DEA upped Oxy supply amid addiction epidemic

The Drug Enforcement Administration has the power to decide how much of a particular drug can be legally manufactured and sent to market each year. But even as the prescription painkiller addiction epidemic skyrocketed, the agency officially sanctioned a 1,200% increase in oxycodone production, according to a former DEA agent quoted in this article. In 1997, one year after OxyContin manufacturer Purdue Pharma brought the drug to market, the total oxycodone production quota approved by the DEA was 8.3 tons, but by 2011, it had risen to 105 tons, the article says. And while the DEA claims that limiting the supply of the prescription painkillers will not reduce abuse, the agency is being heavily influenced by the pharmaceutical industry, which employs more lobbyists in Washington than there are members of Congress and has spent more than $20 million annually on lobbying since 2007, the article notes.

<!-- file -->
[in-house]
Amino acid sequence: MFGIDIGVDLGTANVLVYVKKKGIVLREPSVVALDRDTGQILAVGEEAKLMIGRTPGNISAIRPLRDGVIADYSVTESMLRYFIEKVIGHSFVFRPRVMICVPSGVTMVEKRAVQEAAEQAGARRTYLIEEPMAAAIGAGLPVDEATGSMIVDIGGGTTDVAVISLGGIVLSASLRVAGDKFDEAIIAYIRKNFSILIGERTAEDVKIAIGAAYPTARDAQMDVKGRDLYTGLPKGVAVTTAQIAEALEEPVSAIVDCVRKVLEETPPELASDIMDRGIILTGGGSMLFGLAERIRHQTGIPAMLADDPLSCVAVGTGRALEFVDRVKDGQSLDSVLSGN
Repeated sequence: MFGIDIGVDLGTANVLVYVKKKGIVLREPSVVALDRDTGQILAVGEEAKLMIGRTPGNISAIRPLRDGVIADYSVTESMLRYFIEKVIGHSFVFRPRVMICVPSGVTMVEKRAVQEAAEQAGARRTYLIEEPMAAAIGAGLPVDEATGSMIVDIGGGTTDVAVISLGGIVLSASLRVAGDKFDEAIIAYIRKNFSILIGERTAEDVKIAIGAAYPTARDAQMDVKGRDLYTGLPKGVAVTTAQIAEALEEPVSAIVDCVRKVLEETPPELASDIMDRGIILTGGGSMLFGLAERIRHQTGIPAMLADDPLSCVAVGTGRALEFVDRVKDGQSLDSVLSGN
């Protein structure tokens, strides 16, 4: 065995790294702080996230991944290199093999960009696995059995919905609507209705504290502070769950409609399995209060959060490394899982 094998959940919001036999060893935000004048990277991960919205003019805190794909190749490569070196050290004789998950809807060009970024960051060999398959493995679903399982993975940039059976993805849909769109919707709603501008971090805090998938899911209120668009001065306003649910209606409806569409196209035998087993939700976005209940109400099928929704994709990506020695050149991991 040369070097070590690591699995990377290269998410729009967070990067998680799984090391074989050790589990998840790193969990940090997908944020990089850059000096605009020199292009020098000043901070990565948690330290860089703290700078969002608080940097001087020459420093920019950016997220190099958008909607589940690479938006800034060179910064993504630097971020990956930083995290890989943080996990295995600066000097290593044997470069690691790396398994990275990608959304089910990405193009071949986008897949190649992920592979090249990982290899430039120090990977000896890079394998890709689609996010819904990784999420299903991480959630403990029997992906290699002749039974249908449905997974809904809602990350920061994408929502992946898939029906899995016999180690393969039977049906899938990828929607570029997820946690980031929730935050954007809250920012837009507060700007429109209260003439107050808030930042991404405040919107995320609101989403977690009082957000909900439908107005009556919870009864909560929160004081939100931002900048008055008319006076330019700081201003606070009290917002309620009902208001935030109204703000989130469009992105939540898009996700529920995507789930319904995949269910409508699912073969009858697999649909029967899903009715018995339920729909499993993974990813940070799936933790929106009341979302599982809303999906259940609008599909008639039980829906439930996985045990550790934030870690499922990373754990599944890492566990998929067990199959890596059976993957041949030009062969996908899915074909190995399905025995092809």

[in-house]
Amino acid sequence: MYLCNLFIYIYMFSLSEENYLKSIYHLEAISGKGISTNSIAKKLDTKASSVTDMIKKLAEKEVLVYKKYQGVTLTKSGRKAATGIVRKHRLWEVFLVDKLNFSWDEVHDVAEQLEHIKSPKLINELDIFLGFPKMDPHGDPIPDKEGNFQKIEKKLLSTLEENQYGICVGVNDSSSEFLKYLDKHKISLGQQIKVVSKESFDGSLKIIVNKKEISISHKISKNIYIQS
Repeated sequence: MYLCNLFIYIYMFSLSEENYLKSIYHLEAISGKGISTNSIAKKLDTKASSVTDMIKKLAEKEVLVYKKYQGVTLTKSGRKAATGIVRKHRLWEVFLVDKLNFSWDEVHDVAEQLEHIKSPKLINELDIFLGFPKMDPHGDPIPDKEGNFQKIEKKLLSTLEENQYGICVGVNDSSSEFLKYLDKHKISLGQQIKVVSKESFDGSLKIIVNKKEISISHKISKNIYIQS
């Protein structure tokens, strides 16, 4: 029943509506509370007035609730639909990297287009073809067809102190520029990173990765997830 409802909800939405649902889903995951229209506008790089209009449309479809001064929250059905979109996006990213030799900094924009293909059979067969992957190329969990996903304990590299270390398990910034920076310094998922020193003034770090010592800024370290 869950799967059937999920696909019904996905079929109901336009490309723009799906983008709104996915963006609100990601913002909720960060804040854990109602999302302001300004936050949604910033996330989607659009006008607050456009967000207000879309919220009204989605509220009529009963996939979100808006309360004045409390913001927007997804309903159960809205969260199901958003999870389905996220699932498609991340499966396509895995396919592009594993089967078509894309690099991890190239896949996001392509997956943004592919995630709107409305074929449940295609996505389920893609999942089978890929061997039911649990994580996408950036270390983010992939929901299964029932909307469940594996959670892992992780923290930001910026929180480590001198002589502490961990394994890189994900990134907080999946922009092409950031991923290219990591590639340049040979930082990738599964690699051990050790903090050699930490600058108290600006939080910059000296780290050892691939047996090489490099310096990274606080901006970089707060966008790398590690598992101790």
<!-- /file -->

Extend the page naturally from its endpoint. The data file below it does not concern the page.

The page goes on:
Pretty sickening.

Read more about the pharmaceutical industry’s rising production quotas here.

About Erin Marie Daly

I’m a freelance journalist based in San Francisco. My book on prescription drug and heroin addiction was published in August 2014 by Counterpoint Press.
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